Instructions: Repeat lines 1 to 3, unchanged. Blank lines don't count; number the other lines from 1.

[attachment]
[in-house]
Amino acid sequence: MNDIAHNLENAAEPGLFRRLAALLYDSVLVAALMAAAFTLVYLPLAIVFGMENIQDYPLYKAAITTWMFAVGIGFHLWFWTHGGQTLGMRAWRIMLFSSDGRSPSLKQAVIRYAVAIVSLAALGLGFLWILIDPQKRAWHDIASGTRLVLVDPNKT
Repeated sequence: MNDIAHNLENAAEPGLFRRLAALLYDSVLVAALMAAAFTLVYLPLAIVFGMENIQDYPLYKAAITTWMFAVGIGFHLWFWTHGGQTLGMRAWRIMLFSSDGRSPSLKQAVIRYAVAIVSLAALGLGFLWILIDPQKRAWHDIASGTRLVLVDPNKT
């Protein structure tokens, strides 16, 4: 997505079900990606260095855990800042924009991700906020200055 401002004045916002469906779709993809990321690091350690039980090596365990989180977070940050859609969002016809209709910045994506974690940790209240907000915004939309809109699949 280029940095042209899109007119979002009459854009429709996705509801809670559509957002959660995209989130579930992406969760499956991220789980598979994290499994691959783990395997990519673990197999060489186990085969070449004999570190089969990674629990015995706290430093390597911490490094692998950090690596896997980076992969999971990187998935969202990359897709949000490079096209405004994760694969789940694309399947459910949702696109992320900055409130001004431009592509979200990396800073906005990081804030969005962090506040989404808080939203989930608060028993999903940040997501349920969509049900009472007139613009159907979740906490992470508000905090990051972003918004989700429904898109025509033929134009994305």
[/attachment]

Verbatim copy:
[in-house]
Amino acid sequence: MNDIAHNLENAAEPGLFRRLAALLYDSVLVAALMAAAFTLVYLPLAIVFGMENIQDYPLYKAAITTWMFAVGIGFHLWFWTHGGQTLGMRAWRIMLFSSDGRSPSLKQAVIRYAVAIVSLAALGLGFLWILIDPQKRAWHDIASGTRLVLVDPNKT
Repeated sequence: MNDIAHNLENAAEPGLFRRLAALLYDSVLVAALMAAAFTLVYLPLAIVFGMENIQDYPLYKAAITTWMFAVGIGFHLWFWTHGGQTLGMRAWRIMLFSSDGRSPSLKQAVIRYAVAIVSLAALGLGFLWILIDPQKRAWHDIASGTRLVLVDPNKT